By Jay Nies • Catholic News Service • Posted April 23, 2021 JEFFERSON CITY, Mo. (CNS) — Teresa Pitt Green, who as a child was sexually abused by Catholic priests, said she is convinced “there’s a lot more hope than people dare to feel.”
“If I can turn all the suffering and darkness of my life into a testimony that even in that place, Jesus was there and Jesus heals me, then that’s not such a bad way to use having been abused,” she said.
Pitt Green is co-founder of Spirit Fire, a Christian restorative justice initiative and fellowship of survivors of abuse in the church.
People associated with Spirit Fire find healing by integrating their therapies with their efforts to grow in their relationship with God. They share wisdom, experience and faith with others seeking healing, growth and reconciliation.
They work with church leaders to deepen pastoral care for survivors, their family members and all Catholics, including priests, deacons, consecrated and religious persons.
“There is simply no darkness where you’re not going to find light,” Pitt Green told The Catholic Missourian, newspaper of the Diocese of Jefferson City. “Not because there’s a lamp, but because of Jesus.”
She and the other Spirit Fire survivors are committed to holding the entire church — hierarchy, clergy and laity — accountable for protecting its most vulnerable people, and for tragic failures to do so in the past.
They also are helping all Catholics — priests, laypeople, victims and bystanders — find healing and reconciliation.
“Even after his resurrection, Jesus still had his wounds,” Pitt Green noted. “We also still have our wounds, but they are different — transformed by the new life that he offers us after his own suffering.”
Teresa Pitt Green, an abuse survivor, speaks to bishops during a day of prayer Nov. 12, 2018, at the fall general assembly of the U.S. Conference of Catholic Bishops in Baltimore. (CNS photo/Bob Roller)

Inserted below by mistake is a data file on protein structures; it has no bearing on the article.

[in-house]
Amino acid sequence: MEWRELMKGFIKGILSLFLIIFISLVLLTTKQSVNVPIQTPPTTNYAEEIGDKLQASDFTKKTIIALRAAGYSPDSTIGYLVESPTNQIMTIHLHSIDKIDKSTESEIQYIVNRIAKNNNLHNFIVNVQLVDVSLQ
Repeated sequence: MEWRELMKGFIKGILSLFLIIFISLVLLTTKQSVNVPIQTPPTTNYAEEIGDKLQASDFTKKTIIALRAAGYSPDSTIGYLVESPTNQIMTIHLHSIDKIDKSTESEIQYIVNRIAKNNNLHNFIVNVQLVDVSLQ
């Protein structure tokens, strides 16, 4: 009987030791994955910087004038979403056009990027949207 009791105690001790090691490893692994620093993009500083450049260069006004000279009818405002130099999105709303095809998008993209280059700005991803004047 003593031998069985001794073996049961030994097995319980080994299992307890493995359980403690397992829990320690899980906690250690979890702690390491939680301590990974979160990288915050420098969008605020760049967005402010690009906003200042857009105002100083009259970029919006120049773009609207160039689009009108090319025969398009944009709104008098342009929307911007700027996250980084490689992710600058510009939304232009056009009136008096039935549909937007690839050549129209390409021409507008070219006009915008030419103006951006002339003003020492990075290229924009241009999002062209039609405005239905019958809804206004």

Pitt Green grew up in a devout, Irish Catholic family in the Northeast. Her mother started working in the parish rectory when Teresa was 5 or 6. Her father drove 40 miles each day so she could attend a Catholic school.
The family regularly entertained priests as guests in their home. Her parents had no idea the priests they knew and trusted were abusing their daughter.
She wasn’t abused every day, she said, “but once you’re under the spell of being intimidated and dominated, you spend your life in that time between each instance of abuse.”
The trauma affected her physically, emotionally and spiritually. Symptoms of what now is called post-traumatic stress disorder persist to this day.
She left home at 19, losing access to her parents and everyone she knew.
She wandered around New York City, trying various group programs and forms of alternative medicine to make the pain go away.
“I knew I needed a savior,” she noted. “And there’s only one Savior. … Through all those terrible years, at Mass every week, even with my abusers saying (the Mass), I knew the Eucharist was real.”
She would spend “hours in adoration,” she added.
The lingering trauma affected her career. Her health suffered. At 25, still thinking the abuse was her fault, she confessed everything to a priest.
“He would have none of that!” she recalled. “He said, ‘What happened to you is not a sin on your part. Now let’s talk about getting you the help you need.’”
She began the grueling road to healing and eventually reconciled with her family. They worked to create new relationships, she said, “and our lives are now so much richer for our having done that.”